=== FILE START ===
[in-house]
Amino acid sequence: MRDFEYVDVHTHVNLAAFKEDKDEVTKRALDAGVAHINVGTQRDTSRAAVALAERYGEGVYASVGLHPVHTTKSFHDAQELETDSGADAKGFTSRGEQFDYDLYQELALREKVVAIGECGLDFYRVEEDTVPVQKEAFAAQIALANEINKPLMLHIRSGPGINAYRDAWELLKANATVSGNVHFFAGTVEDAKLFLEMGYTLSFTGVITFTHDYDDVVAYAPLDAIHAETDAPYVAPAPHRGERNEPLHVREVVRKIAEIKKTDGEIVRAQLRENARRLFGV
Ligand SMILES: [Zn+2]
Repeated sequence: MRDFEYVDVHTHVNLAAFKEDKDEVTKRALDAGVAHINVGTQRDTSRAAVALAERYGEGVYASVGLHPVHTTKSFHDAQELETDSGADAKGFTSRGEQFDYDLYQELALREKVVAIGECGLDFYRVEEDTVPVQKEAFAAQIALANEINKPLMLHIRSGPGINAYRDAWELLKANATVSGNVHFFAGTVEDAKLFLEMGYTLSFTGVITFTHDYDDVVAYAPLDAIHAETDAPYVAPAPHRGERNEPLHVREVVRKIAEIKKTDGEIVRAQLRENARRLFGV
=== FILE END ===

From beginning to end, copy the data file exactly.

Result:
[in-house]
Amino acid sequence: MRDFEYVDVHTHVNLAAFKEDKDEVTKRALDAGVAHINVGTQRDTSRAAVALAERYGEGVYASVGLHPVHTTKSFHDAQELETDSGADAKGFTSRGEQFDYDLYQELALREKVVAIGECGLDFYRVEEDTVPVQKEAFAAQIALANEINKPLMLHIRSGPGINAYRDAWELLKANATVSGNVHFFAGTVEDAKLFLEMGYTLSFTGVITFTHDYDDVVAYAPLDAIHAETDAPYVAPAPHRGERNEPLHVREVVRKIAEIKKTDGEIVRAQLRENARRLFGV
Ligand SMILES: [Zn+2]
Repeated sequence: MRDFEYVDVHTHVNLAAFKEDKDEVTKRALDAGVAHINVGTQRDTSRAAVALAERYGEGVYASVGLHPVHTTKSFHDAQELETDSGADAKGFTSRGEQFDYDLYQELALREKVVAIGECGLDFYRVEEDTVPVQKEAFAAQIALANEINKPLMLHIRSGPGINAYRDAWELLKANATVSGNVHFFAGTVEDAKLFLEMGYTLSFTGVITFTHDYDDVVAYAPLDAIHAETDAPYVAPAPHRGERNEPLHVREVVRKIAEIKKTDGEIVRAQLRENARRLFGV